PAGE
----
Olbers' Paradox applies to a universe that is infinite and unchanging in both time and space. In such a universe, no matter where you looked, in every direction there would eventually be a star. Thus everything would be the same temperature as the surface of a star.
You can solve this paradox in three ways:
1. Allow the universe to be finite in time. In such a universe, light wouldn't have had time to come from every location in the universe yet, as you mention.
2. Allow the universe to be finite in space. In such a universe, obviously not all directions would necessarily point to some star or other, since there would be a finite number of them.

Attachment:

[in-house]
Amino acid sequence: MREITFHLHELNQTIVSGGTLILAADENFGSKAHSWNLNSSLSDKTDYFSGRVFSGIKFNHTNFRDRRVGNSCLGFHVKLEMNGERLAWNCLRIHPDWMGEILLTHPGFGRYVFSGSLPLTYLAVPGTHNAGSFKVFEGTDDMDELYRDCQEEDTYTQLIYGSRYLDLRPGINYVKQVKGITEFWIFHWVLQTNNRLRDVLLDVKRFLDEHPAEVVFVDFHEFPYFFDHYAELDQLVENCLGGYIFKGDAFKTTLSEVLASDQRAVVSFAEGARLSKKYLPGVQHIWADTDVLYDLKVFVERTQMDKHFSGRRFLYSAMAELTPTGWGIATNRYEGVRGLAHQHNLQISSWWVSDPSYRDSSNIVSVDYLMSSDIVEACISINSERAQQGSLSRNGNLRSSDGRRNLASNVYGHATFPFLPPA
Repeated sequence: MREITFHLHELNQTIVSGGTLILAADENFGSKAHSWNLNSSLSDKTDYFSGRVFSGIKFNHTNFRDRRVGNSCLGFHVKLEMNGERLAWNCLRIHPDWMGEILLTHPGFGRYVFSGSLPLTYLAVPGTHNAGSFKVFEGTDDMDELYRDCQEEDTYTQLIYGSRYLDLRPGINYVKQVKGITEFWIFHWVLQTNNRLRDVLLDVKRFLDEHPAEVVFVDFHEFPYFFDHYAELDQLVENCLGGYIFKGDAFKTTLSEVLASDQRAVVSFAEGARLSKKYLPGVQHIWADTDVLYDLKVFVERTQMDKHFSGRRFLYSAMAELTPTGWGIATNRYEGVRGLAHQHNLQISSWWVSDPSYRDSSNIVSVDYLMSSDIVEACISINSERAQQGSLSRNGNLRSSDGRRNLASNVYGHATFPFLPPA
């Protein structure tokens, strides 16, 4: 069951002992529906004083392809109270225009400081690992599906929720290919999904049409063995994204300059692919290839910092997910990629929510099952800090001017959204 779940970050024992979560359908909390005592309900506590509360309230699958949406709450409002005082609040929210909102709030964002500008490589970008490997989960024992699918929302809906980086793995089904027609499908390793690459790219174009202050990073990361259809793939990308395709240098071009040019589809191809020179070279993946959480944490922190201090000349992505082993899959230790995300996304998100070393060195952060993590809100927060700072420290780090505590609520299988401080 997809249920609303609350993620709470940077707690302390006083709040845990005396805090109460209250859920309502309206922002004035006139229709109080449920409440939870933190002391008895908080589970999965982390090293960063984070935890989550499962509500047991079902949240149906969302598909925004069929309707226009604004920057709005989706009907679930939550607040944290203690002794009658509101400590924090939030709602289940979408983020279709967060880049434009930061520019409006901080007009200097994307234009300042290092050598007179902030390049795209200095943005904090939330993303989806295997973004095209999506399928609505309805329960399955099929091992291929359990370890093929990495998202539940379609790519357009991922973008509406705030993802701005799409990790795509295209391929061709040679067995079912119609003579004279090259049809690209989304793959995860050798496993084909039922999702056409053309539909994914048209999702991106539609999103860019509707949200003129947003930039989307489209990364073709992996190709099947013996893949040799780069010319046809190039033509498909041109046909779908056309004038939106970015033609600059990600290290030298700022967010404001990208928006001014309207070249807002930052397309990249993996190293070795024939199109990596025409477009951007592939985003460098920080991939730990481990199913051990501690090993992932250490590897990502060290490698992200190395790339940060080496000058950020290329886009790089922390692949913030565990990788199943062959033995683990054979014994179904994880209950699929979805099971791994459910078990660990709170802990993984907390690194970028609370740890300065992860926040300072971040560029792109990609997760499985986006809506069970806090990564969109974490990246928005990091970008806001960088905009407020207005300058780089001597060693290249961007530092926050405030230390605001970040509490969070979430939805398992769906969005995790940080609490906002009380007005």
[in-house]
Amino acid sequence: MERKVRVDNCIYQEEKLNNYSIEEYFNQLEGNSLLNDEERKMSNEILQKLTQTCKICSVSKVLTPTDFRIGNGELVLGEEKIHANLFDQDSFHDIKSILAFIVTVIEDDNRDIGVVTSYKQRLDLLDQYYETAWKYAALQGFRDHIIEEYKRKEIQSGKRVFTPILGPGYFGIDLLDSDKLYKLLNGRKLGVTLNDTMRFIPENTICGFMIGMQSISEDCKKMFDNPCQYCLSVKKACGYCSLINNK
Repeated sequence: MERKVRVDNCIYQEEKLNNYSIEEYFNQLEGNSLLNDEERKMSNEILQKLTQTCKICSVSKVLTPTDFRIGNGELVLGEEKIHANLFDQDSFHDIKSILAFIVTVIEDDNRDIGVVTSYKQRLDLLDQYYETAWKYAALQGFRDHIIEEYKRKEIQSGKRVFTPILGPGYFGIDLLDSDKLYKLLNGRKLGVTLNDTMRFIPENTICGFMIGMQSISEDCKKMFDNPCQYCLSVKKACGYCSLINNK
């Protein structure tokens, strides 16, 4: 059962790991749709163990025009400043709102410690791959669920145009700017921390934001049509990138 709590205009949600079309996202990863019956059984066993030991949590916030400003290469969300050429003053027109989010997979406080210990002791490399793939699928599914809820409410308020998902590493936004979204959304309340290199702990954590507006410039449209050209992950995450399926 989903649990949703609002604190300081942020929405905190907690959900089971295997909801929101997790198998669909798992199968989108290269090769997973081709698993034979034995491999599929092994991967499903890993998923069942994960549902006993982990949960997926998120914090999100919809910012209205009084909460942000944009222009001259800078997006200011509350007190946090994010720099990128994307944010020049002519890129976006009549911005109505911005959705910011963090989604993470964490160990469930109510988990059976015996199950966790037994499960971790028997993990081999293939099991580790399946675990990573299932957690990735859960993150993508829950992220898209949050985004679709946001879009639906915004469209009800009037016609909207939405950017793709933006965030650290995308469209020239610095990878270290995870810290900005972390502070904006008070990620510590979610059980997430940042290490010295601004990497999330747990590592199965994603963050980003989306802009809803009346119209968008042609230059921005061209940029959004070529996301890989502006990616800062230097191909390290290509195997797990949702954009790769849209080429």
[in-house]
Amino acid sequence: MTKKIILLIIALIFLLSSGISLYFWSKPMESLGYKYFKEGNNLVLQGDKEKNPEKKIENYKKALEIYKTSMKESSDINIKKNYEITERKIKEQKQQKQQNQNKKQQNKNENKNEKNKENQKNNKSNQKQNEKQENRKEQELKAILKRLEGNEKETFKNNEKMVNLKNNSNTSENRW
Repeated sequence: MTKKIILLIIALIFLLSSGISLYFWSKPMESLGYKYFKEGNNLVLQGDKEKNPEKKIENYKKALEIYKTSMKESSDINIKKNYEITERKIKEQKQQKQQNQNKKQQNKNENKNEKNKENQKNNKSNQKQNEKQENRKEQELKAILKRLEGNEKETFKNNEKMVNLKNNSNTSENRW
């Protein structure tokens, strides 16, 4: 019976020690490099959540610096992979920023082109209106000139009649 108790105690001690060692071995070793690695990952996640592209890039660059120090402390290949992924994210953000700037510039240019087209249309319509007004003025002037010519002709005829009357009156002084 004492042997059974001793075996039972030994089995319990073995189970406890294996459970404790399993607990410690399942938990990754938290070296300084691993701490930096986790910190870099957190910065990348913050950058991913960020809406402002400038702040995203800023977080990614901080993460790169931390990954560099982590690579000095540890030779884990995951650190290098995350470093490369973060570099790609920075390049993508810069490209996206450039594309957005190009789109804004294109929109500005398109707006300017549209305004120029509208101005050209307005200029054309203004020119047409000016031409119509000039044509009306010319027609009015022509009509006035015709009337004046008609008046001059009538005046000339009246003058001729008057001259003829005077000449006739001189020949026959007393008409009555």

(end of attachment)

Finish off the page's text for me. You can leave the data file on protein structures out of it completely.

3. Allow the universe to expand with time. In such a universe, the light from further-away stars is redshifted more, such that the temperature of the night sky is only affected by the most nearby stars, which are also finite in number.